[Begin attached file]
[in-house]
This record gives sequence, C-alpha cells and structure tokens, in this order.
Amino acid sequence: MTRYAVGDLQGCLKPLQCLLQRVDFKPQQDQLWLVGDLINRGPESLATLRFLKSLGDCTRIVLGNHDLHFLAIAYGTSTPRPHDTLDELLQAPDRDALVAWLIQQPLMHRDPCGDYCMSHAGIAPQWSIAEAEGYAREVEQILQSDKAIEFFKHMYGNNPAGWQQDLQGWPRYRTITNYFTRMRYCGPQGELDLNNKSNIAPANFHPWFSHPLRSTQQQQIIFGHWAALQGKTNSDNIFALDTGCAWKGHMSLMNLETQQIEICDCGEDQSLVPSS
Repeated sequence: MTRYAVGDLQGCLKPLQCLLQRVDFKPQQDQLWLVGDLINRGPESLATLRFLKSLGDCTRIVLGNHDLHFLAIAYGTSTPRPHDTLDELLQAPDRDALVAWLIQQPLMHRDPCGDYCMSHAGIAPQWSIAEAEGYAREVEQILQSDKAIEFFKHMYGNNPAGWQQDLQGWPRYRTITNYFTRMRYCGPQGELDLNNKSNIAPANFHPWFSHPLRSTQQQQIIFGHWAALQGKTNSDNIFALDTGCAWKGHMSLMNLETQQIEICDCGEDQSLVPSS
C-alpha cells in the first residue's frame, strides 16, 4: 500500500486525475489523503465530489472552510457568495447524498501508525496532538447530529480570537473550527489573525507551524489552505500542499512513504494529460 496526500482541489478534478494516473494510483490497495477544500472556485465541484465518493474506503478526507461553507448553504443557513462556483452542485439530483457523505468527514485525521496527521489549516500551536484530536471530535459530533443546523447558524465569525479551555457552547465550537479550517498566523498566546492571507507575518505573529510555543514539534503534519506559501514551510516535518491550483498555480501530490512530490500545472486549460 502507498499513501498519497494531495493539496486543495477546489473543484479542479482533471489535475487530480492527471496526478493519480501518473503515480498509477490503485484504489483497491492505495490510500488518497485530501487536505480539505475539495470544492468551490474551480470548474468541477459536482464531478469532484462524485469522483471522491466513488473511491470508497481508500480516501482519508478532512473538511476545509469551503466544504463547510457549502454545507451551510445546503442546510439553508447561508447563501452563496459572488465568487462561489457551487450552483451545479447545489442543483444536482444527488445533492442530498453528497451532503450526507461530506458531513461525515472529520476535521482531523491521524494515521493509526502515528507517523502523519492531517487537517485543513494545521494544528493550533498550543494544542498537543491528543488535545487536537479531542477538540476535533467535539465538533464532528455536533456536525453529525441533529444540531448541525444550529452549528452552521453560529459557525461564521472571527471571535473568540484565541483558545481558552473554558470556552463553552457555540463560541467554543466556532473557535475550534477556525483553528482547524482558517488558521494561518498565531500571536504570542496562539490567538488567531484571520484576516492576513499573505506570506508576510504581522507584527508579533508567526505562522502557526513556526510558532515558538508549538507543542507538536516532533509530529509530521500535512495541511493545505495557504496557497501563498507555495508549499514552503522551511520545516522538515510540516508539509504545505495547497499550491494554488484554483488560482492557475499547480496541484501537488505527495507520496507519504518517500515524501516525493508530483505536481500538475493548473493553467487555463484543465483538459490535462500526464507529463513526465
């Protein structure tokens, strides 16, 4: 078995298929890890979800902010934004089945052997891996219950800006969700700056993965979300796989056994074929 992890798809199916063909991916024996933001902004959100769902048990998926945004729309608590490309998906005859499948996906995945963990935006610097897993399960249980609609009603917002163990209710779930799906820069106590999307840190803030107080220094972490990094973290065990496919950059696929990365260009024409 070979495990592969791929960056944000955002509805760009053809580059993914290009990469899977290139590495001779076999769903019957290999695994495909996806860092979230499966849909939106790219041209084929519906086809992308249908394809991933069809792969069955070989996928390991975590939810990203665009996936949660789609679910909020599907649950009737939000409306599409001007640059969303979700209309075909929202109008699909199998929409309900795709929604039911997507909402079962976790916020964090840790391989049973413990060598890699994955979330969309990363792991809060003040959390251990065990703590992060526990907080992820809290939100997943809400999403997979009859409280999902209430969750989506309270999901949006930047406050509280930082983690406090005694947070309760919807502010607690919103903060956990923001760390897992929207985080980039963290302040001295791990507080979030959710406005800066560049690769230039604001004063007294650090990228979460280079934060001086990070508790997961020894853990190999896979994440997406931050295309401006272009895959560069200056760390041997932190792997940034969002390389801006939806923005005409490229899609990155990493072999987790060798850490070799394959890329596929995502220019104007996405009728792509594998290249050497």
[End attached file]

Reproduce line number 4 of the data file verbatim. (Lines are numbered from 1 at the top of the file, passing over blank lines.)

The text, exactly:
Repeated sequence: MTRYAVGDLQGCLKPLQCLLQRVDFKPQQDQLWLVGDLINRGPESLATLRFLKSLGDCTRIVLGNHDLHFLAIAYGTSTPRPHDTLDELLQAPDRDALVAWLIQQPLMHRDPCGDYCMSHAGIAPQWSIAEAEGYAREVEQILQSDKAIEFFKHMYGNNPAGWQQDLQGWPRYRTITNYFTRMRYCGPQGELDLNNKSNIAPANFHPWFSHPLRSTQQQQIIFGHWAALQGKTNSDNIFALDTGCAWKGHMSLMNLETQQIEICDCGEDQSLVPSS